When in the down I sink my head, Sleep, Death's twin-brother, times my breath; Sleep, Death's twin-brother, knows not Death, Nor can I dream of thee as dead:
I walk as ere I walk'd forlorn, When all our path was fresh with dew, And all the bugle breezes blew Reveill´e to the breaking morn.
But what is this? I turn about, I find a trouble in thine eye, Which makes me sad I know not why, Nor can my dream resolve the doubt:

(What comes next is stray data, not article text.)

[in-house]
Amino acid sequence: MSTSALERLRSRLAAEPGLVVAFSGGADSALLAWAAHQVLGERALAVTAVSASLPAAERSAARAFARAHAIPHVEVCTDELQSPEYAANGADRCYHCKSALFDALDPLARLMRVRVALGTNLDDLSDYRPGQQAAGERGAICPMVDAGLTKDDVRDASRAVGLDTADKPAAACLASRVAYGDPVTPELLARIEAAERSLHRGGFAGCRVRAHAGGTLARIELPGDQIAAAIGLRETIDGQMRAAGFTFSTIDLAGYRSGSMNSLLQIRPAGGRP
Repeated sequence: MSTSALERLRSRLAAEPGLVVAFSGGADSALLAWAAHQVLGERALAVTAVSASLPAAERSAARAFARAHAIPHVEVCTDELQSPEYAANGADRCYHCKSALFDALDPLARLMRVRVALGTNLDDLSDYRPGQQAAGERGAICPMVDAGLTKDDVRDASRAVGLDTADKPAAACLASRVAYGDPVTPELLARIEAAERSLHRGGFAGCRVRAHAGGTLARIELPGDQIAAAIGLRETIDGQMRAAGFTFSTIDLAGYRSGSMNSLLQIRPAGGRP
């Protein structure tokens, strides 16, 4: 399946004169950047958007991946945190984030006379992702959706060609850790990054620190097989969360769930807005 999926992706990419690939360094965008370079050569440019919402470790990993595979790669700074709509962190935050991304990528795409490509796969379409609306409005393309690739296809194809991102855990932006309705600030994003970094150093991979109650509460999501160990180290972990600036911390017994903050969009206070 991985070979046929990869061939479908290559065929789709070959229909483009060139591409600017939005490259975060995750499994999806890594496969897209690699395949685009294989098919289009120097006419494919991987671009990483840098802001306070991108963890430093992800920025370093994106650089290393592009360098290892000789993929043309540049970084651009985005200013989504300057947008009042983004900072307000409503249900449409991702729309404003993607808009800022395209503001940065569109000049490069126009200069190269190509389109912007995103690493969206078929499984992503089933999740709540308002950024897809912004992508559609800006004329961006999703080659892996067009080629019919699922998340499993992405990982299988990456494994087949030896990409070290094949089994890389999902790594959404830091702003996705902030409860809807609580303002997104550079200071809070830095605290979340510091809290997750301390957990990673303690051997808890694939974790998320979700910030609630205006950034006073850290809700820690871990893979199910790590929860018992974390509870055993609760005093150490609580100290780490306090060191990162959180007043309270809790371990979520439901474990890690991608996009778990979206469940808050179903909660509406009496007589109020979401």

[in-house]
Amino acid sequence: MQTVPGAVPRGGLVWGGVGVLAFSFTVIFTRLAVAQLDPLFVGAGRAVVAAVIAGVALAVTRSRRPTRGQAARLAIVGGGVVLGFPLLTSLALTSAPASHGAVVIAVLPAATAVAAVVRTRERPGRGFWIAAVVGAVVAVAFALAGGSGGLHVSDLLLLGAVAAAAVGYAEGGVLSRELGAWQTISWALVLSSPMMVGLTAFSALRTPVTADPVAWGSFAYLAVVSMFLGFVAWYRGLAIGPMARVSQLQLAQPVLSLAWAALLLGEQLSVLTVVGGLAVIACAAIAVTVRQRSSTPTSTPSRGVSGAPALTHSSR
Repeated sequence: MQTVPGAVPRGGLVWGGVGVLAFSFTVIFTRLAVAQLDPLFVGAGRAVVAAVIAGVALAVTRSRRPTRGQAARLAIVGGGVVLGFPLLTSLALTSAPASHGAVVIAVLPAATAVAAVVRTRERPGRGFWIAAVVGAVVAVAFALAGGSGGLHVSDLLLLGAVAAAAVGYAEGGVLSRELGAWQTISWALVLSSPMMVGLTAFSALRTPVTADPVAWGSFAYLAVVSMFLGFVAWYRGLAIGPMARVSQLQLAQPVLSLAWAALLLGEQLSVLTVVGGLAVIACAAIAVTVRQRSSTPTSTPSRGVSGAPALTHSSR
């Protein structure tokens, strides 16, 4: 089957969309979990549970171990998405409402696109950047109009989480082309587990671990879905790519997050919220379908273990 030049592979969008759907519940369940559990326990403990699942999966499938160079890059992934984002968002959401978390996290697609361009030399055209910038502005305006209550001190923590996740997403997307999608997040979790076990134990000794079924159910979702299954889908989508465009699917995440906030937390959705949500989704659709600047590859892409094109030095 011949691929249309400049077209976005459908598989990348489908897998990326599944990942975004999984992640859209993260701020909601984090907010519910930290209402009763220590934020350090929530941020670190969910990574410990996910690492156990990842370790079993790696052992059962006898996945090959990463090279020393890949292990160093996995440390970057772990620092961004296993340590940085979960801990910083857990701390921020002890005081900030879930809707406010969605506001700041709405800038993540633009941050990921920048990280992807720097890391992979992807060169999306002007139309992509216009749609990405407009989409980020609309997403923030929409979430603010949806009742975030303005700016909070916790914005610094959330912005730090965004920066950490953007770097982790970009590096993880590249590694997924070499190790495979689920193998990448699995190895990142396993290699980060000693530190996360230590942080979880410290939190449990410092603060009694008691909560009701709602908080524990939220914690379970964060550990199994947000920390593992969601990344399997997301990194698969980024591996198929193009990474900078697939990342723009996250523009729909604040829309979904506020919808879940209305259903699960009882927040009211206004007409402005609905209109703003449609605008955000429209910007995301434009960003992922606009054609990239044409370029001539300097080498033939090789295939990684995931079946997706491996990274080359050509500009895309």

But ere the lark hath left the lea I wake, and I discern the truth; It is the trouble of my youth That foolish sleep transfers to thee.
-Alfred Lord Tennyson, In Memoriam A. H. H., Canto LXVIII